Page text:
Puritans And New England Colonies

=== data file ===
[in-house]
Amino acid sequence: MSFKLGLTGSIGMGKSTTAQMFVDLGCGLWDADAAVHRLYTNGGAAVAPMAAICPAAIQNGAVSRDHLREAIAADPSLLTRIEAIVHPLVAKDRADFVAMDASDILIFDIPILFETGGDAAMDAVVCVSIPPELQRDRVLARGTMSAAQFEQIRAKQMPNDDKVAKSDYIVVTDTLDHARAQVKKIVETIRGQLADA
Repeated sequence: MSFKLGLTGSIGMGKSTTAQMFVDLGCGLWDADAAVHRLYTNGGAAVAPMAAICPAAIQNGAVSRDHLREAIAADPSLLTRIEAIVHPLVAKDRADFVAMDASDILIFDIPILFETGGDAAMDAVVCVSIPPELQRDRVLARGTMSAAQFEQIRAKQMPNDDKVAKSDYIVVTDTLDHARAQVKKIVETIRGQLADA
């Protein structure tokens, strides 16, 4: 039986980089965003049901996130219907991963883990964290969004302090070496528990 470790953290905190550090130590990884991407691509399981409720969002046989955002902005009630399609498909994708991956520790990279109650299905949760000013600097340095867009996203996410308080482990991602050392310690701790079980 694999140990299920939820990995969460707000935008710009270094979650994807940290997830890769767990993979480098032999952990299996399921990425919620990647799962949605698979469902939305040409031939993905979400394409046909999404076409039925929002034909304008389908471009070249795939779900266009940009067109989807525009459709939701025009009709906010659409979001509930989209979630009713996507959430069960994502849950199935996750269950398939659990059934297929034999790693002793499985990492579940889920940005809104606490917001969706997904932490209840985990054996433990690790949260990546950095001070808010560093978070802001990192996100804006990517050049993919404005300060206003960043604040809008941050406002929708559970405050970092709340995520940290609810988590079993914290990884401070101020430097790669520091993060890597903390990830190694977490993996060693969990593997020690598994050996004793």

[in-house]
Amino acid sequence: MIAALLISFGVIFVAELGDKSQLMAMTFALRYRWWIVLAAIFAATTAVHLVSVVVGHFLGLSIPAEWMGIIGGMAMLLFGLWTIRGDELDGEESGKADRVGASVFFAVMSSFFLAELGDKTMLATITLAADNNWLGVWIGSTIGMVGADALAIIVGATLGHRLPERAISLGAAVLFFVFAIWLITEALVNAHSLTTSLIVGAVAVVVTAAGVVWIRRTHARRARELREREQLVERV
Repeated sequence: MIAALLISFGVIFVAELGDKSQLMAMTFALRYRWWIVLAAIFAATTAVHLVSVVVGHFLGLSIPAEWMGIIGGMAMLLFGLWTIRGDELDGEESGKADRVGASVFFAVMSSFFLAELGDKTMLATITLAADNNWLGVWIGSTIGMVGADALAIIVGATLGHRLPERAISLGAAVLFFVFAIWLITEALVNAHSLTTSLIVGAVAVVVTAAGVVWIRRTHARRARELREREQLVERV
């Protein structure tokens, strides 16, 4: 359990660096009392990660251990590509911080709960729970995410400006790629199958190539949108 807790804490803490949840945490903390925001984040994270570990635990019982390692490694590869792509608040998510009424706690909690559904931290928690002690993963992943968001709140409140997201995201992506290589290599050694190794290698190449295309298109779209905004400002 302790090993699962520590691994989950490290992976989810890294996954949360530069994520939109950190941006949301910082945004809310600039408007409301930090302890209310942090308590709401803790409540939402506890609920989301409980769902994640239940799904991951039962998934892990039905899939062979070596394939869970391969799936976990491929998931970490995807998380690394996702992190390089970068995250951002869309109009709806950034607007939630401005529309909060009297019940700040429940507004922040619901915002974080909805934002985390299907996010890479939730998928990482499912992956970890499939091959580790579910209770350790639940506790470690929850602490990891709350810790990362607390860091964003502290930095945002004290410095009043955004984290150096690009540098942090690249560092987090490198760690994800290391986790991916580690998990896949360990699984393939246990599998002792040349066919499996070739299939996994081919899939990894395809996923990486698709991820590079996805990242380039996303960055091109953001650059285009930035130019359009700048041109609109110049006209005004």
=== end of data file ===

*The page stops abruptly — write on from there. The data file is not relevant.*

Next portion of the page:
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Throughout the period from 1630 to 1660s, the Puritans influenced and made big impacts on the New England Colonies. These ideas and values that the Puritans possessed with the church influenced the political, economic, and social development of the colonies. To start with, Puritans migrated to the colonies in search of religious tolerance and to escape the Church of England. The Puritans had a strong belief in unity. This effected political development in the New England Colonies. They believed that everyone needs to put the community before themselves. They thought no one man should have too much power (Doc A). This idea of no man having too much power influenced how the colonists’ felt about victories. After the colonists’ attack on the Pequot’s Mystic River village, they gave the credit to God and thanked him for beating the enemy (Doc D). The community helped each family if their crops failed, or if there was a field fire. Neighbors also helped others build barns or farm equipment. If the population was too large they would divide and make a new town. Towns were built around fields. Towns consisted of a congregation. In the town were family homes and public buildings (Doc B). Each day farmers would work in fields and then return in the evening. Everything was about commonwealth. A puritan, John Winthrop, became governor of Massachusetts Bay Colony and said their society would be made of mercy and justice, as well as a commonwealth. In addition, the Puritan beliefs of unity and commonwealth go on to influence the economics of the New England Colonies. The Puritans were hard workers. They believed that only prosperity could be achieved through hard work. They believed that God had carried them to New England to build their houses and provide themselves with the necessaries for their livelihood (Doc E). The Puritans worked mostly on farms and traded their

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